Comparison of the effects of velocity-based training methods and traditional 1RM-percent-based training prescription on acute kinetic and kinematic variables
International Journal of Sports Physiology and Performance
Human Kinetics Publishers Inc.
School of Medical and Health Sciences / Centre for Exercise and Sports Science Research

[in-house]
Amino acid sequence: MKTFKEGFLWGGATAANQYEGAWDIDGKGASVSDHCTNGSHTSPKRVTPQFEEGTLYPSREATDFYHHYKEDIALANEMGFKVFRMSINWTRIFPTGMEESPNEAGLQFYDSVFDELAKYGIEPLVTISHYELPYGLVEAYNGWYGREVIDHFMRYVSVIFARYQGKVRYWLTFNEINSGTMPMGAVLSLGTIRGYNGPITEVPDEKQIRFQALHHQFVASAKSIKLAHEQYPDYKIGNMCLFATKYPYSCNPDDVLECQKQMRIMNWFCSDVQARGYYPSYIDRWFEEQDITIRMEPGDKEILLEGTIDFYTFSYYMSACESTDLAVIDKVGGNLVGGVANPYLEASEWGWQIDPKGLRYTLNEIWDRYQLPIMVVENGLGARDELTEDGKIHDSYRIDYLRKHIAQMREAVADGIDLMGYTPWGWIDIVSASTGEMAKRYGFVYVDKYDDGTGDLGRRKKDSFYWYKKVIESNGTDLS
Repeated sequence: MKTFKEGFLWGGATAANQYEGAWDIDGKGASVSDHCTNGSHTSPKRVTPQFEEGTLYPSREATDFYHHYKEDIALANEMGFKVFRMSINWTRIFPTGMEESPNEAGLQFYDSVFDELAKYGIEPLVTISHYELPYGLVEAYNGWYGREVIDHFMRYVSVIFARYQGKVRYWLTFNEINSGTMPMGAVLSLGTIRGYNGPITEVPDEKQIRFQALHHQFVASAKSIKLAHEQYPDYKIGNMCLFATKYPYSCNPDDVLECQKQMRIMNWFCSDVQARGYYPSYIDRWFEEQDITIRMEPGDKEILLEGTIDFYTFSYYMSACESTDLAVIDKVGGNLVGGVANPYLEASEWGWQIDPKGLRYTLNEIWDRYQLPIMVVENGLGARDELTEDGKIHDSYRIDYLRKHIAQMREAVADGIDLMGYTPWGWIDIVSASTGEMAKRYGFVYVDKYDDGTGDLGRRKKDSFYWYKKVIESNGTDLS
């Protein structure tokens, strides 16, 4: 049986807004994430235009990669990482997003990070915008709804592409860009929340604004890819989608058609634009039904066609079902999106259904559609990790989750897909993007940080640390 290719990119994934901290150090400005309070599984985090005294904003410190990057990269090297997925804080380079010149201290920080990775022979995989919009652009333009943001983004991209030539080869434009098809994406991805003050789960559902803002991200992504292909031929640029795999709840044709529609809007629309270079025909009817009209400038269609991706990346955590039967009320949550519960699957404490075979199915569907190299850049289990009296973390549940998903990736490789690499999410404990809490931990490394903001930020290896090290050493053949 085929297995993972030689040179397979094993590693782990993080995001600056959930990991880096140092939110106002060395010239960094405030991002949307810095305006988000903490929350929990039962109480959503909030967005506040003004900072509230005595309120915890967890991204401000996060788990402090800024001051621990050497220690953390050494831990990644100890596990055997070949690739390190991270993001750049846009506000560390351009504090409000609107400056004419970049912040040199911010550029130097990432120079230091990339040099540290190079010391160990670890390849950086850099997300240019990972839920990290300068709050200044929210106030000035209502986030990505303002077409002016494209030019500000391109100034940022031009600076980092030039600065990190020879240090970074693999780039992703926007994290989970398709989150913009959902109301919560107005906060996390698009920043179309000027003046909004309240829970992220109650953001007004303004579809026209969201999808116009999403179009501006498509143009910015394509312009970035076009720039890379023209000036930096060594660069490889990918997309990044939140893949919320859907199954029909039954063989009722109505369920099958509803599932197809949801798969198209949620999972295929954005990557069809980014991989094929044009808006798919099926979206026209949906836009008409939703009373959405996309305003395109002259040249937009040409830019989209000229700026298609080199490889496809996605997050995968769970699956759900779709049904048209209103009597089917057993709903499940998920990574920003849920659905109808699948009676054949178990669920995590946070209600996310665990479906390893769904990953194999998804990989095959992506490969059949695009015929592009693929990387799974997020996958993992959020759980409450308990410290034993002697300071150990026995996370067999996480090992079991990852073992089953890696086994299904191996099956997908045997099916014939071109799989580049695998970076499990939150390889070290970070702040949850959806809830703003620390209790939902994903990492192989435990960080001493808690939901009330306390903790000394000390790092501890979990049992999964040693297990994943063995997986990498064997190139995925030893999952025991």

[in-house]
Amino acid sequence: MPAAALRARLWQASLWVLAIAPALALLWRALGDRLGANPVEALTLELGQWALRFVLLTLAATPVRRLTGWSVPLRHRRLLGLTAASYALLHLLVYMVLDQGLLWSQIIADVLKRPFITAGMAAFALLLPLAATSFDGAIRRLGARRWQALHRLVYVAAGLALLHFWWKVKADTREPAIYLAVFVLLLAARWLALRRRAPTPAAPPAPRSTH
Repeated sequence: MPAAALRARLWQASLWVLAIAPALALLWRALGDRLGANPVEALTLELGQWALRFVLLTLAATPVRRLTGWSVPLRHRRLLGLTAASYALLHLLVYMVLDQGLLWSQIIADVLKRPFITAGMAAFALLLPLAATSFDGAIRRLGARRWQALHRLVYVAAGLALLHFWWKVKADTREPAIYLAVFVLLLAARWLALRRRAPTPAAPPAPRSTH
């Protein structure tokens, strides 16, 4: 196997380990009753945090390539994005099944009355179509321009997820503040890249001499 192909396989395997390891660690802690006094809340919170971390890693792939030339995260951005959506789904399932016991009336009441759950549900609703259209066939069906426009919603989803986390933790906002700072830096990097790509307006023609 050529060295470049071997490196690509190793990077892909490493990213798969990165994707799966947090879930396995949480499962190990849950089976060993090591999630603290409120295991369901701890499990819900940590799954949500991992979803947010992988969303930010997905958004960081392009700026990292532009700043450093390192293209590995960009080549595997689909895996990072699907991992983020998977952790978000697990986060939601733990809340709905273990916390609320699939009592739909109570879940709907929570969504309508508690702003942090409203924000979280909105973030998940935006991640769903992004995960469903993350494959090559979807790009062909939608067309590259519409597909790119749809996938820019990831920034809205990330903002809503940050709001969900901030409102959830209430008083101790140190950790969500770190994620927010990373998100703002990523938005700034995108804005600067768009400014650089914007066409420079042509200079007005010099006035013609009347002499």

Purpose: To compare kinetic and kinematic data from 3 different velocity-based training sessions and a 1-repetition-maximum (1RM)-percent-based training (PBT) session using full-depth, free-weight back squats with maximal concentric effort. Methods: Fifteen strength-trained men performed 4 randomized resistance-training sessions 96 h apart: PBT session involved 5 sets of 5 repetitions using 80% 1RM; load–velocity profile (LVP) session contained 5 sets of 5 repetitions with a load that could be adjusted to achieve a target velocity established from an individualized LVP equation at 80% 1RM; fixed sets 20% velocity loss threshold (FS VL20 ) session consisted of 5 sets at 80% 1RM, but sets were terminated once the mean velocity (MV) dropped below 20% of the threshold velocity or when 5 repetitions were completed per set; and variable sets 20% velocity loss threshold session comprised 25 repetitions in total, but participants performed as many repetitions in a set as possible until the 20% velocity loss threshold was exceeded. Results: When averaged across all repetitions, MV and peak velocity (PV) were significantly (P < .05) faster during the LVP (MV effect size [ES] = 1.05; PV ES = 1.12) and FS VL20 (MV ES = 0.81; PV ES = 0.98) sessions compared with PBT. Mean time under tension (TUT) and concentric TUT were significantly less during the LVP sessions compared with PBT. The FS VL20 sessions had significantly less repetitions, total TUT, and concentric TUT than PBT. No significant differences were found for all other measurements between any of the sessions. Conclusions: Velocity-based training permits faster velocities and avoids additional unnecessary mechanical stress but maintains similar measures of force and power output compared with strength-oriented PBT in a single training session. © 2019 Human Kinetics, Inc.